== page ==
QA does not stop in QA

Quality Assurance does not stop after the software receives the “thumbs up” from the QA team. QA must continue while the product is Live! … because QA is not perfect, and real users only exist on a Production system. We need to be humble and accept that our design, development and quality processes will not catch all the issues. Consequently, we must equip ourselves with tools that will allow us to catch these problems in Production as early as possible … rather than “wait for the phone to ring”

When the product exits QA, it simply means that we have we’ve run out of ideas on how to make the system fail. Unfortunately, this does not imply that the system, once in Production, will not fail. If we are successful and get a high volume of traffic, the simple law of large numbers guarantees that our users will find yet-never-thought-of ways to – unintentionally – make the system fail. These are part of the “unknown unknowns” as Mr. Donald Rumsfeld would say. Deploying the product on the production servers, and handing-off (abdicating?) the responsibility to keeping it up to the Ops team shows wishful thinking or naïveté, or both.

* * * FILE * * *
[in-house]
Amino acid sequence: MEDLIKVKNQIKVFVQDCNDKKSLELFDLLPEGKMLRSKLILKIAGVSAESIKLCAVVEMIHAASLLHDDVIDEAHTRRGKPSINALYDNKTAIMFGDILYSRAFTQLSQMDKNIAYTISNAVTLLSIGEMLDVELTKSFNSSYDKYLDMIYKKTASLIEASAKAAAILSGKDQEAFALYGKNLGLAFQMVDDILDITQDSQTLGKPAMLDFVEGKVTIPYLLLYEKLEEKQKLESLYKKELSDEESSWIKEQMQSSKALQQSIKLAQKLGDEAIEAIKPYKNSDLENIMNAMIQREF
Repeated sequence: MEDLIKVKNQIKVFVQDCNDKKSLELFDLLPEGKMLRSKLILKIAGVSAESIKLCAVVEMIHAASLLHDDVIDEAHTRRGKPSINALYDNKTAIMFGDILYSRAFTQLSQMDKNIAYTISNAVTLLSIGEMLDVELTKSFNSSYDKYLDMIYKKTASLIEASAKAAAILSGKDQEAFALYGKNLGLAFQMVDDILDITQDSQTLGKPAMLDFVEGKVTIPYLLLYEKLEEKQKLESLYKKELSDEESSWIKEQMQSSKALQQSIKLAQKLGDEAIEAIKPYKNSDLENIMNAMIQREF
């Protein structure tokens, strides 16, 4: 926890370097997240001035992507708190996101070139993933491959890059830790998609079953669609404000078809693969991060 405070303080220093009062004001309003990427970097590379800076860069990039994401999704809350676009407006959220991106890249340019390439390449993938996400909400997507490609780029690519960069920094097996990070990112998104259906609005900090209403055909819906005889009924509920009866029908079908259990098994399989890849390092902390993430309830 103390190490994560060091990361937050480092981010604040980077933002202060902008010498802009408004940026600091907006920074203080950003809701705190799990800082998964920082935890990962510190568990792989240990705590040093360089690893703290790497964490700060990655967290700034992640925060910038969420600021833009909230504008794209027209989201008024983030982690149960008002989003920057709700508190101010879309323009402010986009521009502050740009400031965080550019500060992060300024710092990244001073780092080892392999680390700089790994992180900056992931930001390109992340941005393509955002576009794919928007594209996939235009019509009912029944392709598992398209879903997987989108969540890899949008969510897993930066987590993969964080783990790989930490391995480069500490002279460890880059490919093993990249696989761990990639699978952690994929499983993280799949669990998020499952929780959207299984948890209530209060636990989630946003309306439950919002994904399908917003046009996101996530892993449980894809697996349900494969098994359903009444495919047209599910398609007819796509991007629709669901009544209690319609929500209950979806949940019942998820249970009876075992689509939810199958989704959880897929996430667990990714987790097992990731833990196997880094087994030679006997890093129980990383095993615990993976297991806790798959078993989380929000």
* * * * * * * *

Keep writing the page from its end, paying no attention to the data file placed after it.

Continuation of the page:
Why QA must continue in Production

There are a few categories of issues that one needs to anticipate in Production:

  • Functional defects: in essence, bugs that neither developers, nor QA caught – while this is the obvious category that comes to mind, it is far from being the only source of issues
  • User experience (UX) defects: Product works “as spec’d”, but users either can’t figure how to make the product work, or don’t like it. A typical example is a high abandon rate in a purchasing experience, or any kind of work flow, or a feature that’s never used, a button that’s never clicked.
    This is not reserved to new products, by improving the layout of a given page, we may have broken another feature on that same page
  • Performance issues: while we may have run performance, and load tests, in our QA environments, the real world always offers surprises. Furthermore, if we are lucky enough to have the kind of traffic that Google or Facebook have, there is no other way but to test and fine-tune performance in production
    Running tests on non-production systems requires to not only simulate the load of the system, but also to simulate the “weight” of existing data (e.g. in database, file system) as well as longevity to ensure that there is no resource leak (memory, threads, etc)
  • Operational issues: while all cloud applications are typically clustered for high-availability, there are other sources of failure than equipment failure:
  • External resources, such as partners, data feeds, can fail, or have bugs of their own, or simply not keep up their response time. Sometimes, the partner updates the API without notification.
  • User-provided data can be mal-formed, or in an unexpected format, or a new data format can be introduced after the launch of the product